Hong Kong …

[05 Jun 2012]


With the spring auctions at Christie’s and Sotheby’s and the HK Art Fair, May has become one of the most active months of the years for the Hong Kong art market. This year, Christie’s posted a sales total of $39.7m from its sale of 26 May whereas Sotheby’s posted $23.02m of lots from its sale of 2 April. These figures were relatively modest compared to the historical records posted last year ($53.9m at Christies on 28 May 2011 and $19.6m at Sotheby’s on 4 April 2011)

Last year Christie’s posted a total of $53.9 m from its 28 May auction of Asian 20th Century & Contemporary Art. This year, the total amounted to just $39,7 m from 41 works sold (91% sold rate). The best result of the sale was generated by an oil on masonite painting of a bouquet of chrysanthemums signed by SAN Yu that fetched $5.4m (26 May 2012). In second place on the podium, the Contemporary artist ZENG Fanzhi broke through a high estimate of HK$ 25m with a winning bid of HK$ 35m (US$ 4.5m).

China’s leading star of Modern art sales, ZHANG Daqian, was of course very present at these sales, particularly at Christie’s 29 May sale, which offered no fewer than 57 of his works and allowed him to sign another three results above the $1m threshold. The best result – equivalent to $3.8m – rewarded an ink work entitled Speration, dated 1952. This was his best hammer price since the beginning of 2012 … but was nevertheless modest bearing in mind the record $21.8m that his Lotus and Mandarin Ducks generated at Sotheby’s on 31 May 2011 and ZHANG Daqian’s status as world’s most valued artist in 2011 with a total annual auction revenue of $550m (versus Pablo PICASSO’s $315m for example).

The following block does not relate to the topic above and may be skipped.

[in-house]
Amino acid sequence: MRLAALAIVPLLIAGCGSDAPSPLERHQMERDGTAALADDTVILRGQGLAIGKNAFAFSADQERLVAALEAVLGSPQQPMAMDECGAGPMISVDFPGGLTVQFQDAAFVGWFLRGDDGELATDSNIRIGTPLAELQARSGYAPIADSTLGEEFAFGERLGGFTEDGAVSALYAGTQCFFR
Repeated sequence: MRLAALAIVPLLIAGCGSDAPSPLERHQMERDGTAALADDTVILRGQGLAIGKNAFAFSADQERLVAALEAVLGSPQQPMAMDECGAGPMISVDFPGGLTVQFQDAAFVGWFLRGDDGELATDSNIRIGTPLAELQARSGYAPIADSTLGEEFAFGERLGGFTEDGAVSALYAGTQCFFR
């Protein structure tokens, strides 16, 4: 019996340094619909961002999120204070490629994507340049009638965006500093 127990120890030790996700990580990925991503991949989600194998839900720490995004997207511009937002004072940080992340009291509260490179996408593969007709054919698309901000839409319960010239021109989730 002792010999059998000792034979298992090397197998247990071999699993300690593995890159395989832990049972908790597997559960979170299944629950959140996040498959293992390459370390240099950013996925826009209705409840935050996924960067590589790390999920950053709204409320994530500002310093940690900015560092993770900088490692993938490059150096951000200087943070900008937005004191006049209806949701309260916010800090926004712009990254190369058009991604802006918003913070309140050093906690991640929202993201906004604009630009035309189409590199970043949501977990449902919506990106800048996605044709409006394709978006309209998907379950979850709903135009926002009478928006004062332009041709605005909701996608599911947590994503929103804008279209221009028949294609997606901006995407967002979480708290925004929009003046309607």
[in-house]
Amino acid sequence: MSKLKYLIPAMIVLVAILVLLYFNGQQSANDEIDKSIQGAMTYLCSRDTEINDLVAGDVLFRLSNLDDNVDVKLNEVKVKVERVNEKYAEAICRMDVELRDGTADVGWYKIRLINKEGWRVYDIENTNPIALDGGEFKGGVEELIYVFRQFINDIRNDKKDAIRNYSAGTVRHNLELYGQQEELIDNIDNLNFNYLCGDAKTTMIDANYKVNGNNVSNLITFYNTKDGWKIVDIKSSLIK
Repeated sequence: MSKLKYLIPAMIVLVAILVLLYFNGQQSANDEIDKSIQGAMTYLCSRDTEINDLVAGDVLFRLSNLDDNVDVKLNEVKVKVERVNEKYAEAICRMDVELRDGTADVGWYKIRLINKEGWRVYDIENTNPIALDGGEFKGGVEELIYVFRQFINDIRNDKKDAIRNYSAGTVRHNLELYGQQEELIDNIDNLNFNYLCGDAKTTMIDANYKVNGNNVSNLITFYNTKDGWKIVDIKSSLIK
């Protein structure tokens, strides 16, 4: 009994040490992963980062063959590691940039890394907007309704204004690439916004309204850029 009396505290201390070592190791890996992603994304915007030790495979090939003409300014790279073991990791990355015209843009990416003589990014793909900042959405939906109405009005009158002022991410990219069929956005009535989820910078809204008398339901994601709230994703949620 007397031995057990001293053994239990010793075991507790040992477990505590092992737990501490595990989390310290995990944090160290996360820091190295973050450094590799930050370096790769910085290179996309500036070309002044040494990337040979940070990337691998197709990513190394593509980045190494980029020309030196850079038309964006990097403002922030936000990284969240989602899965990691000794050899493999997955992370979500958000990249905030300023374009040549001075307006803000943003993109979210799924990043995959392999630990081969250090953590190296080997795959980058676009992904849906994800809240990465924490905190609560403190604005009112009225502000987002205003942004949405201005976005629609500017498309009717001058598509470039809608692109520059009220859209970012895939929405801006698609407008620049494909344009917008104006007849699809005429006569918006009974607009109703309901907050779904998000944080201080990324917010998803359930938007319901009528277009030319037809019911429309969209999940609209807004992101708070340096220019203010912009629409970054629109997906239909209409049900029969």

HK Art Fair under the banner of Basel
The fifth and latest edition of Art Hong Kong closed on May 20 after placing the city of Hong Kong at the centre of the global art market for 5 days. In total, 266 galleries from 38 countries occupied the Convention Center to offer Asian and non-Asian collectors from all over the world the best in Contemporary (and some Modern) art. All the world’s major galleries were present, including the Gagosian, the White Cube Gallery, Continua and David Zwirner.
In addition, the fair offered a selection of 48 solo shows of Asian artists (section Asia One) as well as 34 emerging artist’s project (section Asia Futures) by young galleries.In total, more than 67,000 visitors traveled to the Hong Kong Convention Center for what became this year one of the most important art fairs in the world.
Some of the world’s most powerful collectors were present and a number of excellent sales were reported including $3m for CHU Teh-Chun’s No. 313, (1969) at the De Sarthe gallery (to a South East Asian collector) and €1m for five works by Alighiero BOETTI (the only artist presented by the Tonabuoni Art Gallery). The White Cube, which a few months ago opened its first space outside London in Hong Kong, sold a work by Georg BASELITZ for $500,000 to an Asian collector. Another Asian collector acquired a small painting (Head Toy) by George CONDO for $150,000 from the Sprüth Magers gallery.Next year the fair will be known as Art Basel in Hong Kong and will be held from 22 to 26 May.

Third marketplace for art sales in 2011, Hong Kong is still actively seeking to consolidate its position, despite a weakening of Asia’s economic health (Chinese inflation down and large falls in the HK stock market during May). The gallery-owner Emmanuel Perrotin has just officially opened a new space in the city measuring no less than 800m² (work by the New York artist “KAWS” is on show there until 30 June 2012). He has joined other leading international gallery-owners that are also seduced by the dynamism of the Hong Kong market such as Larry Gagosian, White Cube, Ben Brown and Edward Malingue.